"An unprecedented situation had emerged in the telecom sector as 575 applications were received by the DoT for grant of licenses and the change in the FCFS policy was brought to ensure fairness and equity," he said.

Even if we assume that the change in the policy was bad, it cannot make the change a criminal act," he said.

Differences of opinion among various government officials and functionaries cannot be the subject matter of criminal trial, Desai said.

"TRAI, while recommending non-revision of entry fees of Rs 1659 crore for companies, advised against auctioning the spectrum as the government intended to increase tele-density in rural areas, that too at affordable price", he said.

On the contrary, later the Finance Secretary had advised revision of entry fees, he said.

Then, the Comptroller and Auditor General (CAG) of India, in the hindsight, held that the government incurred a loss of Rs 1.76 crore as it did not go the auction, he added.

It also came to light some DoT officials differed on the proposed changes in the FCFS policy, he said, adding "such differences cannot be adjudicated upon in a criminal trial."

So far as the priority issues of applying telecom firms were concerned, they had to be decided by the DoT and the minister and it did not require to be decided by the Empowered Group of Ministers (EGoM), he said, adding no criminality could be inferred from it.

Moreover, Raja had informed the Prime Minister on the proposed changes in FCFS policy in his letter on December 26, 2007.

To constitute the offence of conspiracy, CBI is required to come up with some serious facts which indicate that the accused had a common intention commit an offence, he said adding "CBI is re-writing the complete story that too in hindsight. They should collect evidence instead of questioning the government policies."

Desai rejected the allegation that Swan Telecom and its promoter Shahid Usman Balwa and Director Vinod Goenka had conspired with Raja to bag licenses for lucrative Delhi circle.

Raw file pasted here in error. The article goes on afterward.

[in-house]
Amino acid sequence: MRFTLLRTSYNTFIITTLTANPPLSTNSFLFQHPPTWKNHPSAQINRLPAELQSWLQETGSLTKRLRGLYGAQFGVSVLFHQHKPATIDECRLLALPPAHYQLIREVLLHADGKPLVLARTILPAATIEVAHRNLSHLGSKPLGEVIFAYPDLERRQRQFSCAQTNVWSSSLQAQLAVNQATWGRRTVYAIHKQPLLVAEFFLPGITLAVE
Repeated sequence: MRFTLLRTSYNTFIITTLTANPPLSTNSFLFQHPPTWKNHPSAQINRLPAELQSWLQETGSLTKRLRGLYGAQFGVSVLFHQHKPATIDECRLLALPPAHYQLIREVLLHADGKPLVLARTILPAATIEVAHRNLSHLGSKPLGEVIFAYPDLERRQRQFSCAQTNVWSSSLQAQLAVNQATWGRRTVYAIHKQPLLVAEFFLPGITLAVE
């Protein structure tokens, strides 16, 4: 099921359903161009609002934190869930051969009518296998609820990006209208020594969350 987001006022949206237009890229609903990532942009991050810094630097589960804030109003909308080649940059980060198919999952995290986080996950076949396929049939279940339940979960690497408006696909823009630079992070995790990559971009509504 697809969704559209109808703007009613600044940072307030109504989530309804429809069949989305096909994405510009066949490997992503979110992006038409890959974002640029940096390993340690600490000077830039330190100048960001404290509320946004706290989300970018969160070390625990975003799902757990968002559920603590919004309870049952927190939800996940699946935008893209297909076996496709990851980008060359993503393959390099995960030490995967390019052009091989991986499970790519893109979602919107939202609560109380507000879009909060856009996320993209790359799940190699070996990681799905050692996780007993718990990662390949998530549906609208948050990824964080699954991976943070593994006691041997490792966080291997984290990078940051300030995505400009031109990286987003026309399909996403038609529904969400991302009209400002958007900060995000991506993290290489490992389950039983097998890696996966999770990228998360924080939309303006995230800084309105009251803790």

"In 2008, Delhi was no more a lucrative circle, rather it was a saturated market with as many as eight existing telecom operators competing for consumers," he said and referred to the charge sheet to drive home the point.

"It is the most unique case where CBI has prima facie failed to substantiate the allegation that the accused abused their respective official positions to cause wrongful loss to the state," he said.

Dealing with the allegation that Swan Telecom was the front company of Reliance Telecom Ltd (RTL), Desai said the Ministry of Corporate Affairs had already certified the share holding pattern of the company.

CBI had alleged initially that RTL held 9.9 per cent share in Swan Telecom and rest 90.1 per cent shares were with another firm and this was done to circumvent then DoT policy which debarred existing CDMA player to venture into GSM technology.

Shahid Balwa came into picture after Reliance ADAG, then a CDMA player, was allowed to venture into GSM technology, it alleged.

Desai concluded his arguments saying CBI's allegation could be termed as a procedural lapse which cannot be decided in a criminal court.

The court is likely to hear tomorrow the arguments on behalf of Sanjay Chandra, Managing Director of Unitech Wireless (Tamil Nadu) Ltd.

So far, Raja, his personal secretary R K Chandolia, former Telecom Secretary Siddharth Behura, Shahid Balwa and Vinod Goenka have advanced their arguments against framing of charges.